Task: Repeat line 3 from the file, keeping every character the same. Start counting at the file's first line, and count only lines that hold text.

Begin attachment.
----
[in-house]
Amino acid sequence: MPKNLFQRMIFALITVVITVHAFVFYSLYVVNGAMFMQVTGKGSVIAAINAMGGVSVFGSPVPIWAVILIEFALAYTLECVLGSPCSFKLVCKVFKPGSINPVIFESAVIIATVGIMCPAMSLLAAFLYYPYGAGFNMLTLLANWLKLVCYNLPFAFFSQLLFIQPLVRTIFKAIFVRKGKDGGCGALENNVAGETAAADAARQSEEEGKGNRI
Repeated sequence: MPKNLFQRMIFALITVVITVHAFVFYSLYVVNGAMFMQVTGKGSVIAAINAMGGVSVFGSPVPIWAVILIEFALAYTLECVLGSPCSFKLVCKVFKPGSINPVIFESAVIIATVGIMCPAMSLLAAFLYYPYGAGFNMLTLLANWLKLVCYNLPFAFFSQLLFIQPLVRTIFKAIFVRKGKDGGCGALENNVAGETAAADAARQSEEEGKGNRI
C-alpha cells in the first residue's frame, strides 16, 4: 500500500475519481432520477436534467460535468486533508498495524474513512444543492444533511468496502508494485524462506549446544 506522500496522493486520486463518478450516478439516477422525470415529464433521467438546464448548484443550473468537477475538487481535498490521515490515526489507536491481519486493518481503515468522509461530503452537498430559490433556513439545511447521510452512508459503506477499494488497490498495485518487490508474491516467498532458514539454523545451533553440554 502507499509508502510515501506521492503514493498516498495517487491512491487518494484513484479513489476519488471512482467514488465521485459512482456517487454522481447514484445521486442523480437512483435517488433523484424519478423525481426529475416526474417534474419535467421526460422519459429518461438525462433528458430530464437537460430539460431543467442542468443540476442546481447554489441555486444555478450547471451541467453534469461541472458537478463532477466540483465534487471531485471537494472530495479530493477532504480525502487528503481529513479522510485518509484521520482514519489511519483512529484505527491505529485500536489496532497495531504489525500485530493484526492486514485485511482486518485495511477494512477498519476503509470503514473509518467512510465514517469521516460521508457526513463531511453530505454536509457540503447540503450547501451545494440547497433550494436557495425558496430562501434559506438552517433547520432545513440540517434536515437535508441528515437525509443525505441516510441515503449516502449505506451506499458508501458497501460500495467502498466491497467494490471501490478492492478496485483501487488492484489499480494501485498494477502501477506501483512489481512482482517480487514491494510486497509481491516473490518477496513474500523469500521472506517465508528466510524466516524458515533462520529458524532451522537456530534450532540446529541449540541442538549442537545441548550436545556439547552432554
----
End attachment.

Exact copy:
Repeated sequence: MPKNLFQRMIFALITVVITVHAFVFYSLYVVNGAMFMQVTGKGSVIAAINAMGGVSVFGSPVPIWAVILIEFALAYTLECVLGSPCSFKLVCKVFKPGSINPVIFESAVIIATVGIMCPAMSLLAAFLYYPYGAGFNMLTLLANWLKLVCYNLPFAFFSQLLFIQPLVRTIFKAIFVRKGKDGGCGALENNVAGETAAADAARQSEEEGKGNRI